State indicators for waste issues have unique characteristics, since they do not involve a specific medium such as air or water, but affect various media and even human health. Although information on environmental quality is available, such as the presence of pollutants in water, relating this information to a specific cause or sector is extremely complex. This section focuses on the state indicators from the environmental management perspective , while environmental effects are addressed in other chapters. This decision comes from the proposal by the National Institute of Ecology in the Indicators for Environmental Performance Assessment (Semarnap-INE, 1997, 2000).
Final disposal of urban solid waste
The deficit in the number and capacity of landfills -that is, sites with adequate infrastructure for the confinement of RSU- as well as the inefficiency of RSU management systems, translate into risks for the population (due to the negative health effects, especially for the poor) and the environment (OPS, 2005; IBAM, 2006). The impacts of inadequate waste management include contamination of air, soil, surface water and aquifers; biogas generation (with the ensuing risks from its toxicity and explosiveness); emission of greenhouse gases (mostly carbon dioxide and methane), the aesthetic deterioration of urban and natural landscapes; and health risks for people living near or even in USW disposal sites (Sedesol-INE, 1993; EPA, 1999; MEA, 2005; IBAM, 2006).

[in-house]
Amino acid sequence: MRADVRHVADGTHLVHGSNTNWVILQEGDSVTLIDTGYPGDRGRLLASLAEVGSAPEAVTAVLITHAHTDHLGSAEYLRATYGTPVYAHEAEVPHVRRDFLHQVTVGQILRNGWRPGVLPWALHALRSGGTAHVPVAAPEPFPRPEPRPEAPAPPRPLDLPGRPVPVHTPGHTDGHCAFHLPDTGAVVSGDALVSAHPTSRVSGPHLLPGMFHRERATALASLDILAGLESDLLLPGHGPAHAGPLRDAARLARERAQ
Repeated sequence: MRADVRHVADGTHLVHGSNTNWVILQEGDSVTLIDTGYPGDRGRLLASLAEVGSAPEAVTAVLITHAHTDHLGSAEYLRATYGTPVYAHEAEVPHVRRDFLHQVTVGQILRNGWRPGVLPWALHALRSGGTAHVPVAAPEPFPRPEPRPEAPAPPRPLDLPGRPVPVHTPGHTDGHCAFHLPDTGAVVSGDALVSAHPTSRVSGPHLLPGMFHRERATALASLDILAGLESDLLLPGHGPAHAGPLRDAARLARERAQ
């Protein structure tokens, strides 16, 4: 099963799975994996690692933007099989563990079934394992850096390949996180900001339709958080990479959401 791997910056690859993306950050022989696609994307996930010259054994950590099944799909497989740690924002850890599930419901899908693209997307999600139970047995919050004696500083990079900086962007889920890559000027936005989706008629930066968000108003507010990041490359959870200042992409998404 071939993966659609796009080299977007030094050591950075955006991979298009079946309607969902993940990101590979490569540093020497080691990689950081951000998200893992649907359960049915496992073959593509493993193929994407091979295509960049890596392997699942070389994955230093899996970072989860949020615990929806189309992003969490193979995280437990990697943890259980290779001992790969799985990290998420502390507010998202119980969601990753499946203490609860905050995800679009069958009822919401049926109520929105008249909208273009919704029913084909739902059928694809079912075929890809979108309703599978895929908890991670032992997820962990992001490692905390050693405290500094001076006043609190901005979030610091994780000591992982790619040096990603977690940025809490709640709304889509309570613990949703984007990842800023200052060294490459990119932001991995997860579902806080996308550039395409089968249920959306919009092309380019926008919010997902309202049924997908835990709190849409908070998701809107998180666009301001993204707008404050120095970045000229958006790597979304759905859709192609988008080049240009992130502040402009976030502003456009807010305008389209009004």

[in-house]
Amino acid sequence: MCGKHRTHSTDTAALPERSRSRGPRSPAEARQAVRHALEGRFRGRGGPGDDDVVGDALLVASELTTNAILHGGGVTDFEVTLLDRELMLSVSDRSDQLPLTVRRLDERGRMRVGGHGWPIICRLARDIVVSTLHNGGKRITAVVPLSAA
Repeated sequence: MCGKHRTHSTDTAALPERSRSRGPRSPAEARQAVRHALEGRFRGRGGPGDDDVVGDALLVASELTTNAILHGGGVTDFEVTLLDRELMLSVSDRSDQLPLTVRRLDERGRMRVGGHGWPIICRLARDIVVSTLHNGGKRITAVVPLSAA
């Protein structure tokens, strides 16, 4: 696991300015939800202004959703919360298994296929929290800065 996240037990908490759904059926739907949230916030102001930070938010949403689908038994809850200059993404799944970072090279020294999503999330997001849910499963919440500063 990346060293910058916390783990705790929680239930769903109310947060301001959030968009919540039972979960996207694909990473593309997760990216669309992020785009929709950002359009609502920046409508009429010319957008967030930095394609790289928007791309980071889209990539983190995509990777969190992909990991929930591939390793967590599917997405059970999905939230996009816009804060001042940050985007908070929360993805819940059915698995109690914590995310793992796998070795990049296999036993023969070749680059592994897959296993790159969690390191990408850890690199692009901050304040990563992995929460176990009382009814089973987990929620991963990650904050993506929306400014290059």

The health impact of USW is related to diseases borne by vectors (rats, flies, cockroaches, mosquitoes and pigs), such as bubonic pest, murine typhus, leptospirosis, typhoid, dysentery, giardiasis, malaria, leishmaniasis, yellow fever, dengue , filariasis, cysticercosis, toxoplasmosis, trichinosis and taeniasis (Davidson et al., 1992; Acurio et al., 1997; Rodríguez-Domínguez, 2002). Furthermore, the concentration of dioxins and related compounds in breast milk has been confirmed to be higher in women living near USW landfills (Kunisue et al., 2004). The indicator Final disposal of urban solid waste denotes the state of USW management in Mexico. This indicator, expressed in terms of the proportion of USW that is disposed of in sanitary landfills or controlled sites, is also included in other initiatives on environmental indicators and sustainable development, particularly those by the UN Commission on Sustainable Development (UNCSD), the Latin American and Caribbean Initiative for Sustainable Development (ILAC) and the European Union.